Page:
Types of Vernier calipers
Vernier calipers come in two different categories:
Manual Vernier Calliper: To measure the dimensions of an object, this type of Vernier caliper has a main scale and a Vernier scale that is manually adjusted. While the Vernier scale has smaller graduations that enable more precise measurements, the main scale is typically marked in millimeters or inches.
Digital Vernier Calliper: The measurement readings are displayed on a digital display on this type of Vernier caliper. It functions by electrically transforming the linear displacement of the Vernier scale into a signal that is then shown on the screen. Vernier calipers that are digital instead of manual are typically more accurate and simpler to read.
Difference between Manual and Digital Vernier Caliper
|Feature||Manual Vernier Calipers||Digital Vernier Calipers|
|Measuring range||Typically up to 300 mm/12 inches||Typically up to 300 mm/12 inches|
|Measuring accuracy||Can be as accurate as 0.02 mm/0.001 inch||Can be as accurate as 0.01 mm/0.0005 inch|
|Reading measurements||Requires reading scale and Vernier scale||The digital display shows measurements directly|
|Ease of use||Can be tricky for beginners to read accurately||Easy to read and use, even for beginners|
|Battery requirement||Not required||Requires batteries for the digital display|
|Cost||Generally less expensive than digital models||Generally more expensive than manual models|
|Durability||Generally more durable due to mechanical design||Sensitive electronics may be more prone to damage|
|Additional features||None||Some models may have additional features, such as data output or absolute/relative measurement modes|
How to use a vernier caliper?
- Before using the caliper, make sure it is clean and free of debris.
- Sliding the upper jaw toward the fixed lower jaw will close the caliper’s jaws.
- Confirm that when the jaws are closed, the scale is zeroed out or reads zero. If not, calibrate the scale using the zero adjustment screw.
- Decide on the measurement unit you’ll be using—millimeters or inches—and set it on the caliper’s scale.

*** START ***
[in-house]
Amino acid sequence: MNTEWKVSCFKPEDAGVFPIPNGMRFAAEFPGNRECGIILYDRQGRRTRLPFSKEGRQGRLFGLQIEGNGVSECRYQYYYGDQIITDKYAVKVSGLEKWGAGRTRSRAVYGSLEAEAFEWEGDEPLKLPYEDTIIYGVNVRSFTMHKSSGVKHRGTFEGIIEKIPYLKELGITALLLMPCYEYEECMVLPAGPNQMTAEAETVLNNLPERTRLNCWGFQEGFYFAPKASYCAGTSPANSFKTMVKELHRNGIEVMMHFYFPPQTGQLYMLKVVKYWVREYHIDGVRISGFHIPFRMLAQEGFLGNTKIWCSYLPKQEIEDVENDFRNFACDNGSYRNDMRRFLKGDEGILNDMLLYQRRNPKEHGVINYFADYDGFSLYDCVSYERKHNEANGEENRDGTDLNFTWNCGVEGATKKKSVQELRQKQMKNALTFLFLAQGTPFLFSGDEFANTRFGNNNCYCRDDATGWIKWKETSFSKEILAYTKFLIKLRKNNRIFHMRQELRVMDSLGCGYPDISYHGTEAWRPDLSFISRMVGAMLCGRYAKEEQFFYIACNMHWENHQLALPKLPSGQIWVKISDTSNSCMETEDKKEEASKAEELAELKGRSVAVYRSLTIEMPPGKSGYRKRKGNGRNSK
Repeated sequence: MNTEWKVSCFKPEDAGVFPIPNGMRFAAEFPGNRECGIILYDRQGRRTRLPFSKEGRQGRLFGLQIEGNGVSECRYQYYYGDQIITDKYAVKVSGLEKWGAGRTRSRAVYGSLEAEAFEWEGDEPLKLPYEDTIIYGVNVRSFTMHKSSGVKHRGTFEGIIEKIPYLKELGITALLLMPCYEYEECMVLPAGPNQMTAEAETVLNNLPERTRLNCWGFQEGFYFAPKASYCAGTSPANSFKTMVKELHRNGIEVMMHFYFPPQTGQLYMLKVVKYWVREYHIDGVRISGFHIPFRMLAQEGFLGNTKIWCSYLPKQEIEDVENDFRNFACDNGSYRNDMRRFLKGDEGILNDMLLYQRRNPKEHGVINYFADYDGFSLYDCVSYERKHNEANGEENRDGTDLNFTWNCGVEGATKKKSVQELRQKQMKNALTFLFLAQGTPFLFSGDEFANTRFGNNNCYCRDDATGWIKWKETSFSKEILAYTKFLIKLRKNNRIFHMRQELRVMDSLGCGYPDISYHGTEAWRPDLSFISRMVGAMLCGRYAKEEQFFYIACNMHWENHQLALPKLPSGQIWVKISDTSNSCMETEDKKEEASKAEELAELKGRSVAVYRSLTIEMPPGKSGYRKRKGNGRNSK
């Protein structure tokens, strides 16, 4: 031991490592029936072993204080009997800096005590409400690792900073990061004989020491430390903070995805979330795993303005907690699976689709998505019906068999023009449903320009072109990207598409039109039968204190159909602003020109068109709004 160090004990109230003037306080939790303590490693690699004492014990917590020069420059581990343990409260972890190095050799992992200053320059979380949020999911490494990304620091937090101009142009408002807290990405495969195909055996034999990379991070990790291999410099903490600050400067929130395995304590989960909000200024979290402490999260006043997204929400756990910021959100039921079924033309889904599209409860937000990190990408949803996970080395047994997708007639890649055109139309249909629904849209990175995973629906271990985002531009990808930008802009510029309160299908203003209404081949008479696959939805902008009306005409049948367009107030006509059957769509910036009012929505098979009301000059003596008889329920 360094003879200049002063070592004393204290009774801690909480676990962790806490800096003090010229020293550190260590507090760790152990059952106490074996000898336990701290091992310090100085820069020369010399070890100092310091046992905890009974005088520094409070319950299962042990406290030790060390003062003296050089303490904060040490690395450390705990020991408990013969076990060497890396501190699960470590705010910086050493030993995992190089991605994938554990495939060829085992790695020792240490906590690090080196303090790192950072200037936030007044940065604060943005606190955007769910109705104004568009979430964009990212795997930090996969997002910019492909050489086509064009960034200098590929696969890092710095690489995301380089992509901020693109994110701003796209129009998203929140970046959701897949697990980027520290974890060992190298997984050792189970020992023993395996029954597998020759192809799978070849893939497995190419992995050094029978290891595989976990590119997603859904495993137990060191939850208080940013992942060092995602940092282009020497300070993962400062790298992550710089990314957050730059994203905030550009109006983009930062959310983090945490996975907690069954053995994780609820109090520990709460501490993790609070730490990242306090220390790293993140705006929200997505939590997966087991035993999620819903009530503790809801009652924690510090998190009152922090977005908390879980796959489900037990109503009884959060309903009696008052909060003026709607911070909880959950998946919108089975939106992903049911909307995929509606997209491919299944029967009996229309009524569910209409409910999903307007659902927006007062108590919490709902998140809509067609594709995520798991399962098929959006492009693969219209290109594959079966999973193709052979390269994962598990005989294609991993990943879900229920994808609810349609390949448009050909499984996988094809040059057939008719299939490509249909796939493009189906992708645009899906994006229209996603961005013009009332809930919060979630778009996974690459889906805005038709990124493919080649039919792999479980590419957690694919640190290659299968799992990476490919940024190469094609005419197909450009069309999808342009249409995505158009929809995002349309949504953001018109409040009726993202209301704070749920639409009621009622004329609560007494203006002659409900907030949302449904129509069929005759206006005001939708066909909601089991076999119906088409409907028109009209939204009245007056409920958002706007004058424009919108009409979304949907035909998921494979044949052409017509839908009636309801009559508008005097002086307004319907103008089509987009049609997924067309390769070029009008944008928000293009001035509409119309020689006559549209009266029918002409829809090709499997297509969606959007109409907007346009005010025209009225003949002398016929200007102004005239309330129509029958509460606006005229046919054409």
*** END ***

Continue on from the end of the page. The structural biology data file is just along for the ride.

- Set the item you want to measure between the caliper’s jaws. Make sure the item is flush with the jaws.
- Squeeze the jaws of the caliper together lightly until they are tightly affixed to the thing being measured.
- Check the main scale measurement where the sliding vernier scale’s zero mark is located.
- Locate the measurement on the vernier scale that exactly matches a mark on the primary scale. The vernier scale reading is as follows.
- To get the total measurement, add the readings from the main scale and the vernier scale.
- If the vernier scale’s zero mark is not parallel to a main scale mark, locate the nearest parallel vernier mark and write down the decimal point that it corresponds to.
- To get the final measurement, add this decimal point to the main scale reading.
- To measure a hole’s depth, attach the depth gauge to the end of the caliper and insert it into the opening. The depth gauge will reach all the way to the bottom of the hole, giving a precise reading.
- To measure an object’s thickness, place it between the caliper’s jaws and make sure the jaws are tightly clamped around the object.
- To determine an object’s outside diameter, wrap the caliper’s jaws around it and make sure they are firmly in place.
- To determine an object’s internal diameter, insert the caliper’s jaws into the object and make sure they are snug against it.
To get precise measurements when using a vernier caliper.